I must have impressed someone in that half hour though because it was shortly after that I was promoted Lance Corporal. And then a year or so later I was made full Corporal by our company’s new lieutenant, Szal Tchambers.

On the whole, life was pretty good. And then, well… then things got more complicated.

It all started six months ago, with the Eighty Second getting deployed to the eastern border. Things have been getting tense with Coopia for a while now and there had been reports that they were massing heavy armour along the Gira River. So, naturally, a few of the Sangland regiments, including the Eighty Second, get sent over to the border.

We weren’t expecting any action. Not at first, anyway. We just had to go there, make a show of force, maybe have the gunners send a few warning shots over the river. The important thing was to appear strong and not let the feather-heads think we look weak. Not too tall an order, we thought. They’d take one look at our cannons then they’d think twice about trying to push any further.

It was hard saying goodbye to Elbas again, I’d only just gotten back from a recent training exercise, but I promised I’d come back as soon as I could. Before I got on the train, he gave me a new pocket watch. Something to remember him by and count the minutes until we were back together, he said. I loved it and told him I’d keep it on me every minute.

We both had a little laugh at that, then I got on the train. As the train was leaving the station, I kept my eyes on him the whole time. I kept waving until I couldn’t see him anymore.

My company was stationed in Hed-Gir, under the command of Major Anaruk. As an infantry regiment, we didn’t really have much to do beside the daily drills.

I think we could all tell the Major was chafing at all the flint-cocking, saw it as a waste of time. I heard a couple of the lieutenants saying they’d heard him talking about how we should either advance over the river or go home, all this sitting around was good for nothing.

It was hard to argue. Especially after the first few months went past and we never even saw the Coopians. The officers kept claiming they were watching from across the river but I never saw any proof of that.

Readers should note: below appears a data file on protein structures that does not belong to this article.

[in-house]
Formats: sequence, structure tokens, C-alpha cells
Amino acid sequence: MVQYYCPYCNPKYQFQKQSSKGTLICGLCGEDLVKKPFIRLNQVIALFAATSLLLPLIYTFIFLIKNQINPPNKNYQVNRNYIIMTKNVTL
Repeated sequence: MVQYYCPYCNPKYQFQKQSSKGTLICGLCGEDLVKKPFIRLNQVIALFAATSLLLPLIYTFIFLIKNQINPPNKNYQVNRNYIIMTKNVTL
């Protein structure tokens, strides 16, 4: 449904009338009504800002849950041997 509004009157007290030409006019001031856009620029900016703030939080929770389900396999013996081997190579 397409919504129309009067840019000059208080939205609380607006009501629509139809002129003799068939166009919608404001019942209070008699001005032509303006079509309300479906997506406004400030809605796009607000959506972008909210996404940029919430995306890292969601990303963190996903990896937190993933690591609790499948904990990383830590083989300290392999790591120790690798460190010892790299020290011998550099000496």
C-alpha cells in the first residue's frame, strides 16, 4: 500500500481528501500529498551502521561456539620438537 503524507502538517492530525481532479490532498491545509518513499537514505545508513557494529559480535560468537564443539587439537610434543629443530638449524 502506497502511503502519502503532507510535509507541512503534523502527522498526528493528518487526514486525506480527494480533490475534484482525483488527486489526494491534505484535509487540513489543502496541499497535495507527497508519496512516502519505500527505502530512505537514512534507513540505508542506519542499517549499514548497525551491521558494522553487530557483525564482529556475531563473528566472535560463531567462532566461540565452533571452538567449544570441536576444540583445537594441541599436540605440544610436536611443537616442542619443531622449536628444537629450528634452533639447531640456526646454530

And we were out often enough. There were the drills, of course, but we also had weapon practice and kit maintenance, all out in the open, whatever the weather was doing.

Not to mention we’d also be sent out from time to time to patrol the riverbank, make sure no one was trying to sneak across. We never saw a soul but apparently it was necessary.

The days were long, and hard and, on the whole, very dull.

So, when the major said our company would be able to take two months’ leave, I don’t think any of us were sorry to see the back of the place.

We were all there to do our duty, of course, defend the Federation and all that but it’s a little hard to keep up the patriotic spirit when you’ve not seen the people you’re defending against.

I was going home to Thakilton, obviously, but before I went back, I wanted to get something for Elbas. He’d gotten me the watch to help me think of home and I wanted to get him a memento of somewhere I had been.

So, before I caught my train back, I went to the Hed-Gir market district to see what I could find.

The place was a hive of activity. From one side of the street to the other, wall to wall, there were stalls and booths selling almost anything a person could imagine. Never mind that all-out war might break out tomorrow, on this day there was peace and so commerce would continue going ahead.

I moved through the throng as gently as I could, though once or twice I did have to shove my way through a press of people.

I was wearing my full uniform which got a bit of attention and got some people moving out of the way but with so many people, and a lot of them tauroxen, I don’t think I was very easily seen.

But, I was finally able to make my way to a line of stores that I knew from a previous trip into the city, sold locally made jewellery.

Elbas likes rings so I was looking through the trays they had on display. I wanted something that wouldn’t be ostentatious but still something impressive. Simple yet elegant, that was what he liked.

I wasn’t alone there. There were several others pouring over the trays. Most of them were humans but there were a few others. They didn’t look local, but they definitely weren’t military either.

I thought for a moment they might be Coopian spies but I rejected that idea almost immediately. There were no humans in Coopia and, even if there were, why would they be wasting time looking at rings in the local market?